Trading bureaucracy for big business

August 25, 2000

In the last in our series on sabbaticals, Sandro Macchietto writes in praise of the spin-off experience

We launched the company Process Systems Enterprise in July 1997 and I took 18 months off from my post at Imperial College, London, to get it up and running. Although the arrangement was that I would go back to Imperial as director of the centre for process systems engineering, I was tempted not to return. It was not just the money - it was the excitement.

Being an academic these days is very demanding. There is an enormous amount of bureaucracy and unexciting things to do to justify your existence. It is more interesting - and easier -to be on the outside.

I have since returned to my day job, although I am still involved in the company as chairman. The main reason I came back was that I had given my word. The other reason was that we have a very exciting centre here - the best place in the world to work in my field.

We were thinking about setting up the company for about two years so it was not a spur of the moment thing. We did a lot of background work putting together ideas, financing and discussing arrangements with the college.

PSE, a high-tech software business, was launched to produce and market technology - dealing with modelling, simulation, advanced planning and scheduling - developed at Imperial.

Much of our early research was carried out in collaboration with industry - but also with the help of friends who tested out the technology. It was when they began pressing us for the finished software that we realised we were faced with a great opportunity.

I and a few friends from the centre got our heads together and thought, why not? We had done enough market research and produced a business plan and there was enough interest to stick our necks out.

Launching a business from a university base is now all the rage, but at that time it was a new idea and Imperial was quite tentative. But we put a compelling case and won the support we needed.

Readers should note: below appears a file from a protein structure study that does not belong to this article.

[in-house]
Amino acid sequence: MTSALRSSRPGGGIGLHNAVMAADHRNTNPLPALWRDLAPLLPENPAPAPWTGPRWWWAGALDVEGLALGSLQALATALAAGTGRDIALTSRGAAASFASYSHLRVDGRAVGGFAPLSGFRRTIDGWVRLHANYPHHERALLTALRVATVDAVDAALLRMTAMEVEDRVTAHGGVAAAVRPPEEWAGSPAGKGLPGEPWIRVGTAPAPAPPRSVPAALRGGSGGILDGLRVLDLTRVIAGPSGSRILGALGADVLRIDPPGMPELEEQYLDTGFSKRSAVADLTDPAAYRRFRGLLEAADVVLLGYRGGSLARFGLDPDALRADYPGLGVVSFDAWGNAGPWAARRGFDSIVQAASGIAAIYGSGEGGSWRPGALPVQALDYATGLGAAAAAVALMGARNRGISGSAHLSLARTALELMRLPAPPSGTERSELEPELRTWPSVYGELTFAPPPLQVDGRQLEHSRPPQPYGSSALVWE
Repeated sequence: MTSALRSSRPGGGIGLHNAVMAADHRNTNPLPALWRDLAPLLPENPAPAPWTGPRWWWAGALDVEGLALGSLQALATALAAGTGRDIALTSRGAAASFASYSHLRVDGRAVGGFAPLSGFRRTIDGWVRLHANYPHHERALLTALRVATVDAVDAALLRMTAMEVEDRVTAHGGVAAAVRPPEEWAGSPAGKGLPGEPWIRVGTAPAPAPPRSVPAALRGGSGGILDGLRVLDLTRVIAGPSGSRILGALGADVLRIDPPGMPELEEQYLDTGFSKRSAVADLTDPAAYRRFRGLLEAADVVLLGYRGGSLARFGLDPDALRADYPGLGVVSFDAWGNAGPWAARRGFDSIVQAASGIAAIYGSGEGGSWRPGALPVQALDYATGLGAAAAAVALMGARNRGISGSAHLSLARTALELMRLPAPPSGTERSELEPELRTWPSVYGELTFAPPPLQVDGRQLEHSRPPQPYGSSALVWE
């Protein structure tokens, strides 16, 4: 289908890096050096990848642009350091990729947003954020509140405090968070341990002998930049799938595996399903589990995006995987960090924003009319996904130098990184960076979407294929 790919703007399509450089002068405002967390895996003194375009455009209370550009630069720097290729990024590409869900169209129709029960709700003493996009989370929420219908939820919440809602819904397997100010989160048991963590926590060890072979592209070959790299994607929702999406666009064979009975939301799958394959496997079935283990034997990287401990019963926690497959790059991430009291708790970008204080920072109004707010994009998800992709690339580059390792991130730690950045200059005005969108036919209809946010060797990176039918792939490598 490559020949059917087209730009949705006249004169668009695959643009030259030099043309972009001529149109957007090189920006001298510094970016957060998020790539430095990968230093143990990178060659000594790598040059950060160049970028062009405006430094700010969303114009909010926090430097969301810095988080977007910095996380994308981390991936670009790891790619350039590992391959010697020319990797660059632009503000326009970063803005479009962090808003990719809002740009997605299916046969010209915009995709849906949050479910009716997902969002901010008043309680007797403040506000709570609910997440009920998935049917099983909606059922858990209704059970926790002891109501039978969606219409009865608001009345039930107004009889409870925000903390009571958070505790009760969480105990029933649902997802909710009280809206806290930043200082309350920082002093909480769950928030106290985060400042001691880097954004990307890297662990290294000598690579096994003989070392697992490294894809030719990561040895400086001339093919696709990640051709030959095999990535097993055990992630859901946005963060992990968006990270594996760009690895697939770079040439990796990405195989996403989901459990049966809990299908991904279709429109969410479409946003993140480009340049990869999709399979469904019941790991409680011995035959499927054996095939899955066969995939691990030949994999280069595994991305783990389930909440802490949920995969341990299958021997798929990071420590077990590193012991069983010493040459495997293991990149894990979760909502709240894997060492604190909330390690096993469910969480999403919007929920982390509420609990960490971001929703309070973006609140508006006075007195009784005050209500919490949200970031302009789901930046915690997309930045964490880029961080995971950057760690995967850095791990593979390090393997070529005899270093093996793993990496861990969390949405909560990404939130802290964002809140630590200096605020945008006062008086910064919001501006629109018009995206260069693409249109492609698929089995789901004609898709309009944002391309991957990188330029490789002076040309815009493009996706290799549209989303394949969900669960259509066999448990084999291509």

The initial stages of the venture were complex. As well as my unpaid leave, the university had to agree to time out for my colleagues. In return, we offered the college a minority share in the company. Now that I am returning to my academic role, one of my colleagues will take a year's leave to focus on the business.

The company's offices in Hammersmith are separate from the university because we were determined not to mix college and private activities. We were able to bring a lot of experience from academia - the college environment is highly enterprising - but we actually found life a lot easier outside university. There were fewer bureaucrats on our backs and fewer journalists ringing up, fewer people asking us to write reports and contribute to the research assessment exercise.

To be a successful academic these days you need to be an excellent researcher, people manager and administrator. It is good management training. So setting up a company was more of the same but easier.

One of the reasons I came back to Imperial was that I wanted to stay in touch with the fundamental research. I believe for the kind of things the company is doing it is vital to continue to develop ideas because commercial applications have a limited life. It is important to be able to do exciting new science and then to translate it quickly into a commercial product.

Since we set up the business three years ago, Imperial, like many other universities, has become a lot more enthusiastic about this type of initiative. It has set up structures to help, including its own company - IC Innovations - to facilitate income generation by new companies.

Imperial recently had a big success with its first billion dollar flotation. I like to feel we were among the first to push open the door.

Our company is now doing very well. Turnover is more than Pounds 1 million and we are doing business worldwide.

Having a bit of a breather from the usual academic issues has increased my awareness of the commercial value of research and has given me a greater appreciation of the need to provide mechanisms for distributing it. I also have a much greater appreciation of the link between fundamental developments and practical applications.

I hope to be able to take more leave at some point. I see there will be a need for a revolving door that would benefit both sides. We are bringing a lot of funding into research at Imperial through companies that we were in touch with in a commercial capacity. This has been very fruitful for the university.

I hope to be able to reconcile active professional life with an active research life in some way, as is normal for doctors, lawyers and architects. I think that is the way it should be.

It used to be like that. You would not go anywhere near an engineer, for example, who had not practised.

I think for many years the fact that people have been closed in ivory towers has been quite unhelpful. I hope universities will find more ways of allowing them to move between the two.

Sandro Macchietto is director, centre for process systems engineering, Imperial College, London.


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